The Fresh Loaf

News & Information for Amateur Bakers and Artisan Bread Enthusiasts

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ehanner's picture
ehanner

Shiao-Ping's Pain de Tradition Method




I was interested in this one day bread that is reported to be a flavorful and beautiful direct ferment dough. I followed Shiao-Ping's formula precisely, even to the point of obtaining a bag of King Arthur flour. I figured if she can spring for it in Brisbane, I'll dig deep here where it's only 3 times the cost of my usual bread flour.


I was pleasantly surprised at how nice the dough felt as it proceeded through the folding stages. It was a thing of beauty by the last stage. All of the times and temps were right on. I planned for a 72F dough temp and it stayed there all through the ferment. At 4-1/2 hours I shaped and let it rest on the counter as advised. I wanted to skip the banneton, the gluten was well developed and I think it would have stayed in shape for 45 minutes. Surprising for an 80% hydration dough.


Anyway I watched the proofing progress as advised and at 40 minutes it was right according to my floured digit. After a sloppy pineapple slash into the oven it went. Yes, a scant 1/4 Cup of water in the steam pan.


I have never baked a white flour loaf for an hour and was hoping it would look right. I read Shiao-Ping's note about how the author suggested up to 70 minutes but I wasn't that brave. 60 minutes of oven time, the last 50 being at 350F was my plan.


You can see the crust is nicely browned and not overly thick all around. I got a nice oven spring and the shape is about what I would expect. The crumb is reasonably open and has a nice chew.


For a short 4.5 hours of floor time this is a nice bread. It isn't the best direct bread I have eaten but it's very good considering the time it took to make it. I did think the crust was more chewy than crispy. Perhaps the additional 10 minutes in the oven would fix that.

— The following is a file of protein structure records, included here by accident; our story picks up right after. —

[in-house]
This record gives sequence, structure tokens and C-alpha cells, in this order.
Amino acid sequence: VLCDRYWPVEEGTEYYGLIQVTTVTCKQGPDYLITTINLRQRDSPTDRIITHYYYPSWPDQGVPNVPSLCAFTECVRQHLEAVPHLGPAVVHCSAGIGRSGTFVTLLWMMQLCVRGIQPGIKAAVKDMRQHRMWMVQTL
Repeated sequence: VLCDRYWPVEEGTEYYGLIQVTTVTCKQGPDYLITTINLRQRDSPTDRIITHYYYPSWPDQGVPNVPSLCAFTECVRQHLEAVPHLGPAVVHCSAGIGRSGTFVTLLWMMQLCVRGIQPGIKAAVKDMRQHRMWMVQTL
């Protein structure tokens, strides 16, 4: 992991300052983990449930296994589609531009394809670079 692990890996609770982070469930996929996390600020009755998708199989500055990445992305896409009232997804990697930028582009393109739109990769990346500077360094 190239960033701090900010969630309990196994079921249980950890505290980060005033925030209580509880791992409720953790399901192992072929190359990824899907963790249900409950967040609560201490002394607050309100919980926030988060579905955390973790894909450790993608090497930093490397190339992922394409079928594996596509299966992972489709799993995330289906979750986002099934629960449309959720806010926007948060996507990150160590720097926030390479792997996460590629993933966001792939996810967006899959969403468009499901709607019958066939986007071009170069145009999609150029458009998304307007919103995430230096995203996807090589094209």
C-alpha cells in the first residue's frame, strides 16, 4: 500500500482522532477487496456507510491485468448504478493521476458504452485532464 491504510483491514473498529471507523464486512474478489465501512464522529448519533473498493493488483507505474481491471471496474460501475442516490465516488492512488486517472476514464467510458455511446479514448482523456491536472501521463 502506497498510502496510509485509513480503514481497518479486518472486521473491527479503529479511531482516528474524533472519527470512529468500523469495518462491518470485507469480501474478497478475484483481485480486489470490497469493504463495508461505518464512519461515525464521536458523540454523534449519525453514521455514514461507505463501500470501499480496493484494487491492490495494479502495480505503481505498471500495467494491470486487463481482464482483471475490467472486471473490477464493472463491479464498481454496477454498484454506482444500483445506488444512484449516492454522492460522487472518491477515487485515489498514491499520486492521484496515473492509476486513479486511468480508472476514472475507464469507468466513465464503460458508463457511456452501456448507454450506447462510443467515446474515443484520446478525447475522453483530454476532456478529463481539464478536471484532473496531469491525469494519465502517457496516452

I plan to make this again or rather the Sourdough/yeast  version tomorrow. I'll probably add a little rye in the flour mix just to try to maximize the flavors. If the dough feels as good as it did today, I'll do a free style bake and proof in a couch cloth. I might split the dough and make a baguette also.


We are going to a dinner party Sunday with some friends who like to think they are well traveled. I want to take some baguettes that will make them beg for the source and then tease them with the name of a fictitious new bakery. It will drive them nuts for a while trying to find it. Lol I was planning on doing the Anis method but this is in the running.


So that's it. Thank you Shaio-Ping for your inspiration to try this formula and method.


Eric

Salome's picture
Salome

Hamelman's 5-grain levain in Couronne shape

I could withstand the Leader's "Alpine Baguettes" and decided to give Hamelman's "5-grain levain" a try. I thought that there can't be anything wrong with a bread that Hamelman himself describes as "one of the most delectable breads".


It's made of whole-wheat flour, bread and high gluten flour, and it includes a soaker (sunflower seeds, flaxseeds, chopped rye and oats.) In my case it includes as well some sesame seeds as I was running low on sunflower seeds and had to substitute some of them trough sesame. The fermentation process is speeded up by a little addition of yeast. I can't get high-gluten flour here in Switzerland, therefore I added 12 grams of Vital Wheat Gluten to the flour.


While I was letting the dough ferment for the first time, I was thinking about how I should shape this batch of bread. I felt a little bit bored by my "standard shape", the round loaf baked in the iron pot. I remembered the special Couronne shaping that I discovered a long time ago on wildyeastblog.com and that I had on my to-do-list for a long time. So I gave it a try. Thank you Susan, You're a great inspiration to me and your directions are clear and easy to follow, thanks for that!



Well, my Couronne doesn't exactly look as perfect as Susan's. It's a little bit out of shape because my "proofing banneton" was probably a little to big, so the balls didn't form a tight unit and moved around when I slided them into the oven.



That's the way I constructed my "banneton", inspired by Susan's description. I used the lid of my scouting cooking pot and a newspaper-ball. (I'm sorry for the bad image quality, all the good cameras are out today and I had to use my old camera, bought in 2002.) I covered this "banneton" with a well floured towel to prevent dough from sticking.